in reply to Database searches with persistent results via CGI

I can think of two options, offhand:

1) Since you're already going to be storing some session state (mapping the cookie to the temp table's name, if nothing else), just add the last search terms to the retained state.

2) Instead of saving the search terms with the session info, you could also store it with the temp table (maybe even using the search terms as part of the table name, with appropriate precautions).

#1 is more straightforward, #2 allows you to reuse the search results for anyone else who does that same search (such as all the monks looking for SMITH JOHN right now). Either way, though, you probably want to maintain this on the server side instead of relying on the client to tell you which set of saved search results to use, since the client can lie to you quite easily.

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Re: Re: Database searches with persistent results via CGI
by Anonymous Monk on May 10, 2002 at 13:50 UTC
    I don't see any reason to restrict your cache to a specific user. Isn't it likely that a day when one person searches for "Yasser Arafat" someone else will too? Maybe not, but if this is a feature of your application how about this solution? Every search for a name can bre recorded. The first step when performing a new search is to check if the cache helps. Periodically, a cron job removes the least recently used results. This will work better if what you cache is not the result of a complex query - which is less likely to be reusable - but the result of an atomic search, with a single match criterion. It will be like having a partial index into your database.
      This of course is great under certain circumstances. One master table to store the most recent searches, with a value of last searched time, replacing them in LRU fashion is a good solution for this. Each of the records in this table would then point to a results table that would be used as a cache. This would speed things wonderfully for the best case.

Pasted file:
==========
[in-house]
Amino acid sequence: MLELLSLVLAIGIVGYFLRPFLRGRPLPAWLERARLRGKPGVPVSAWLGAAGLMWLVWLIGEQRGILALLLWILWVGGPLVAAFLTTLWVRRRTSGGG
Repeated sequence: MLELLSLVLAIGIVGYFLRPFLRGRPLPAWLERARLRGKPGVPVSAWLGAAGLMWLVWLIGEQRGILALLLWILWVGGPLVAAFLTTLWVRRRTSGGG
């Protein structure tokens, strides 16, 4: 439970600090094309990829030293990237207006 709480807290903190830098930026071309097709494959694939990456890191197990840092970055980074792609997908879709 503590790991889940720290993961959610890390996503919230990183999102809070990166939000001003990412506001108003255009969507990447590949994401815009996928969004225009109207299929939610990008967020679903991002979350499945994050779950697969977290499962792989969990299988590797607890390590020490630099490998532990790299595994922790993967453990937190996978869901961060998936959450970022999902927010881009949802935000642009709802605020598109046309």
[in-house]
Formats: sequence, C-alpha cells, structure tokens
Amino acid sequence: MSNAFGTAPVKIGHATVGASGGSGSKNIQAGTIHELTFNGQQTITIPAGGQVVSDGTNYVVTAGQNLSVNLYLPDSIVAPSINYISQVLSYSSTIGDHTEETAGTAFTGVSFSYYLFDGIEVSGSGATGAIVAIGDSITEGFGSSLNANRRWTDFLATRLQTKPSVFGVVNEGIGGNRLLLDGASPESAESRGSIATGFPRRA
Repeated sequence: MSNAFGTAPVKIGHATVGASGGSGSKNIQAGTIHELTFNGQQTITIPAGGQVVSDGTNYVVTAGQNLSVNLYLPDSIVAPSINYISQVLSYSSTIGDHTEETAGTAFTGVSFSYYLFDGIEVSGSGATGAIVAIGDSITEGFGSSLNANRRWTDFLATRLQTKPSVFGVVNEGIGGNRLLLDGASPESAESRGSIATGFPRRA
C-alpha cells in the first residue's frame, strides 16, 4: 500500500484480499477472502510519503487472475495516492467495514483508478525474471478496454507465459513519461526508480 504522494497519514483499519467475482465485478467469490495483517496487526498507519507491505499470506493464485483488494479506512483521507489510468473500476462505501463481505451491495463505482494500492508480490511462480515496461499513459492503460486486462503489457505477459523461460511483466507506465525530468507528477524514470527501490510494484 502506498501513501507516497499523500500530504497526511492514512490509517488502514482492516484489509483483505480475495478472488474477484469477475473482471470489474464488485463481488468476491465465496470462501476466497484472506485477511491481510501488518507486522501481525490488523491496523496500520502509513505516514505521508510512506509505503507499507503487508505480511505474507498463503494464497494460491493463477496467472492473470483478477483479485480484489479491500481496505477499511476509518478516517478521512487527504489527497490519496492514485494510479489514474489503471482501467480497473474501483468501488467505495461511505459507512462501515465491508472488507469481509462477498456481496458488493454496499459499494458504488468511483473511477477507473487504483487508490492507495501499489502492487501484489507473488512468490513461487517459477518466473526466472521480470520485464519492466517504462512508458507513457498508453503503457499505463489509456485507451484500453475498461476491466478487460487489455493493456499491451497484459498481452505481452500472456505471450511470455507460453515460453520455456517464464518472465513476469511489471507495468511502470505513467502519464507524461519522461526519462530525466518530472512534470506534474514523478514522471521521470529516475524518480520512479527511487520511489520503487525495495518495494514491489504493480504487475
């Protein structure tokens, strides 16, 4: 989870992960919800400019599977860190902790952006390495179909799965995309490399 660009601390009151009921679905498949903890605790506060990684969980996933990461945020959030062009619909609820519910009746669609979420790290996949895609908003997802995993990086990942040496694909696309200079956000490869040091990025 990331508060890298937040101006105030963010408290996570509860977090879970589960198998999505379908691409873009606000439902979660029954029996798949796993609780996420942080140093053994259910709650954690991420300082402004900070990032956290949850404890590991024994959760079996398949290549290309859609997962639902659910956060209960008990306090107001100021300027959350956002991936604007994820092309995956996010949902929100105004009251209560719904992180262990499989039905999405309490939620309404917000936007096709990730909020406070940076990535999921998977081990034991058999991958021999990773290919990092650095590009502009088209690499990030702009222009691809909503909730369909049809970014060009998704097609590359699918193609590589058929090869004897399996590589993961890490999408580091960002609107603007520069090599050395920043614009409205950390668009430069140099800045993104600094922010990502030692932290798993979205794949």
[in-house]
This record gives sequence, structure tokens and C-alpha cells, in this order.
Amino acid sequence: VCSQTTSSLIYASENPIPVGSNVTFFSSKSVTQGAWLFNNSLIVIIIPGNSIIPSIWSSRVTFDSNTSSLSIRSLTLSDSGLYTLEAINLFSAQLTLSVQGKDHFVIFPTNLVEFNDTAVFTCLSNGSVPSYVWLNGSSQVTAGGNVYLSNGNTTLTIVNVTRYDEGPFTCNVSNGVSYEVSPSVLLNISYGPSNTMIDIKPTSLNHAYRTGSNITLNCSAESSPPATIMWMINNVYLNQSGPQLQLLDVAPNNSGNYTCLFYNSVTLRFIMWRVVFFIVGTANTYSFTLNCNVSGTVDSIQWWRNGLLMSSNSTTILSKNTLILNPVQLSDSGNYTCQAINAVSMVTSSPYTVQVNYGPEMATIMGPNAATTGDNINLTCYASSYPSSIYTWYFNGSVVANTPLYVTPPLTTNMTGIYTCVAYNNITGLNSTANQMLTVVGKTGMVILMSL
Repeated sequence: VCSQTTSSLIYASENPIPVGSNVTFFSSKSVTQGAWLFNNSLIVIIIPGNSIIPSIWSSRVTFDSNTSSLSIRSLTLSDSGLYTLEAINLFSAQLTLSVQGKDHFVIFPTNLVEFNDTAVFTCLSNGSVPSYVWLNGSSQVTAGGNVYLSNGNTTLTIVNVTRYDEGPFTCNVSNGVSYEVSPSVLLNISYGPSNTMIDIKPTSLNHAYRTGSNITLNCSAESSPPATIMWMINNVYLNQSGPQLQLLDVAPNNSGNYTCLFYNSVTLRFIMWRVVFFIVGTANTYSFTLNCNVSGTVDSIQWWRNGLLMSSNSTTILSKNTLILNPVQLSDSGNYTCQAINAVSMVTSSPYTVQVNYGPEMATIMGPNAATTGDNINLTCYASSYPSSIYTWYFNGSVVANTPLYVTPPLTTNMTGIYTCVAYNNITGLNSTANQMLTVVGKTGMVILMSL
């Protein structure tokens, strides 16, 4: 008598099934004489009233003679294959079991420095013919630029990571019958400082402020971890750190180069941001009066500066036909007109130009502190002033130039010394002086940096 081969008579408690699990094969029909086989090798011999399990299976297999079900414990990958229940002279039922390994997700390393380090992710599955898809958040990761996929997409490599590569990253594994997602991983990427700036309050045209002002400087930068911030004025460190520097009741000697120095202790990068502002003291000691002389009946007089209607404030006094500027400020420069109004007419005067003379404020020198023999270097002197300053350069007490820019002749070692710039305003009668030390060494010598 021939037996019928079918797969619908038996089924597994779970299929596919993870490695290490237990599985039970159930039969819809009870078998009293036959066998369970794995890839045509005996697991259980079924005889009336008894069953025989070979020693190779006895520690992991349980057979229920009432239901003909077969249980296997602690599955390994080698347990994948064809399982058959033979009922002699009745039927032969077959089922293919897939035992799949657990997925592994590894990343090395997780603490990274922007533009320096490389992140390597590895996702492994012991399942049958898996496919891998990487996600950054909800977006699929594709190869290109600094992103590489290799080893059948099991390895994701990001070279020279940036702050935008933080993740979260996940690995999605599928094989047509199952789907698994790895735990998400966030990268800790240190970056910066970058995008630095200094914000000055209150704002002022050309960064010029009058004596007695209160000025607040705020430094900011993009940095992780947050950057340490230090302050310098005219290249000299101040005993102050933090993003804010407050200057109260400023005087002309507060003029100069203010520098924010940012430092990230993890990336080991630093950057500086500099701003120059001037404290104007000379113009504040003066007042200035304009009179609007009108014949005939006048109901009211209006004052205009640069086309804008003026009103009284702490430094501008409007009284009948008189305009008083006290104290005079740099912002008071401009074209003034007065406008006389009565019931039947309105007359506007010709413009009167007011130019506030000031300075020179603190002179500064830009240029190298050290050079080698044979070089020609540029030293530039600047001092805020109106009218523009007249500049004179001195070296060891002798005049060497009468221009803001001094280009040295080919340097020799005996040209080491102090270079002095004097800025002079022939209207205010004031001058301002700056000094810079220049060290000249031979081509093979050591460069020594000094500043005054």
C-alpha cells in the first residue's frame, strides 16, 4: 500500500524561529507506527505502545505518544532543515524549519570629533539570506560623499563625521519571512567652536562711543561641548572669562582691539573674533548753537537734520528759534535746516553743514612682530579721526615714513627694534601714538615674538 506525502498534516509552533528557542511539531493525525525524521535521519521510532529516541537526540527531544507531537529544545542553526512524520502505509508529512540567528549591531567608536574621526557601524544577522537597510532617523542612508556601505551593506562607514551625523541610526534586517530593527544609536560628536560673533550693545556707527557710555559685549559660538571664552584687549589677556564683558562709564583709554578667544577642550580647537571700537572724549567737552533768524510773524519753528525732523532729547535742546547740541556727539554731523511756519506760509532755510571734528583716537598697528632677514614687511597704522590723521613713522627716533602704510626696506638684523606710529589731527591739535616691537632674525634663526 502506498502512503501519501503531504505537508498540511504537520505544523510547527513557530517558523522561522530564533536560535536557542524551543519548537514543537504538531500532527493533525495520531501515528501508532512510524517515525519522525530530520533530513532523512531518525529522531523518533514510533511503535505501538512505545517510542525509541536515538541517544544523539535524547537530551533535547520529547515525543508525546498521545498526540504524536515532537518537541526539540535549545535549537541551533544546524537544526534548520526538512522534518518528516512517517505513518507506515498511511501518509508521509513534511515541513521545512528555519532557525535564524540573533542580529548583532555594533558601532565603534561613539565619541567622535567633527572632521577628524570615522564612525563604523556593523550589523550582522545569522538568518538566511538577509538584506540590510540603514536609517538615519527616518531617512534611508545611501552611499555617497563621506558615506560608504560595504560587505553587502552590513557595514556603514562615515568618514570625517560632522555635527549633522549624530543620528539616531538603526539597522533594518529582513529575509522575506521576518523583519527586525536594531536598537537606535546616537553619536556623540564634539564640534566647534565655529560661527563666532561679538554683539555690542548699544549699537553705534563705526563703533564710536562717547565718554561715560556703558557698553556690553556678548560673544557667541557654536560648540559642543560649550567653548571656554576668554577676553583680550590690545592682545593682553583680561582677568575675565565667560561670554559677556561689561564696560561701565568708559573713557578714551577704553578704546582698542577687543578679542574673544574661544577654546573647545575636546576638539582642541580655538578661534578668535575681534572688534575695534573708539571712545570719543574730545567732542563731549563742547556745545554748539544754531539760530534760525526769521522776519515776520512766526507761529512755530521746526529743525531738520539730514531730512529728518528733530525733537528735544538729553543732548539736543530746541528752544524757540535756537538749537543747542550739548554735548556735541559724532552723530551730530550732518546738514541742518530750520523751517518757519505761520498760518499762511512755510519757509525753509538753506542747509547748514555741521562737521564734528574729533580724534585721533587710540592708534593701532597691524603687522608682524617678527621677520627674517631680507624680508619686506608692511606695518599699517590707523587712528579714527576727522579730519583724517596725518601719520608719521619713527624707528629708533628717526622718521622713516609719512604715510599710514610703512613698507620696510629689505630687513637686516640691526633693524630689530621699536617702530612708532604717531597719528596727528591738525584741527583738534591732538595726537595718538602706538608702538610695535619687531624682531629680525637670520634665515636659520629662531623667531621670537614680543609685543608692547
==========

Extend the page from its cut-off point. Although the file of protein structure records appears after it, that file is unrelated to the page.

However, if there is a high rate of insertion into the database, there needs to be a reasonably short timeout on the cache so that a search includes all or nearly all of the matches a fresh search would generate. There are ways around this, too, of course.

      If one keeps a table of recent insertions, such as the last 50, 500, 5000, or whatever number makes sense, then one can add those to the search easily enough if they match. One could also be more picky and redo the search if the search was done before the oldest of the rows in one's recent insertions table. This shouldn't require any changes to existing tables, and that's a Good Thing(tm).

      On a similar note, if one keeps with one's cached results table or with the table listing search strings the range over which the last search was made, and can prepare a new search to cover only any additional rows, then that is a major Win(sm). This also shouldn't require changes to existing tables.

      Christopher E. Stith
      Do not try to debug the program, for that is impossible. Instead, try only to relaize the truth. There is no bug. Then you will find that it is not the program that bends, but only the list of features.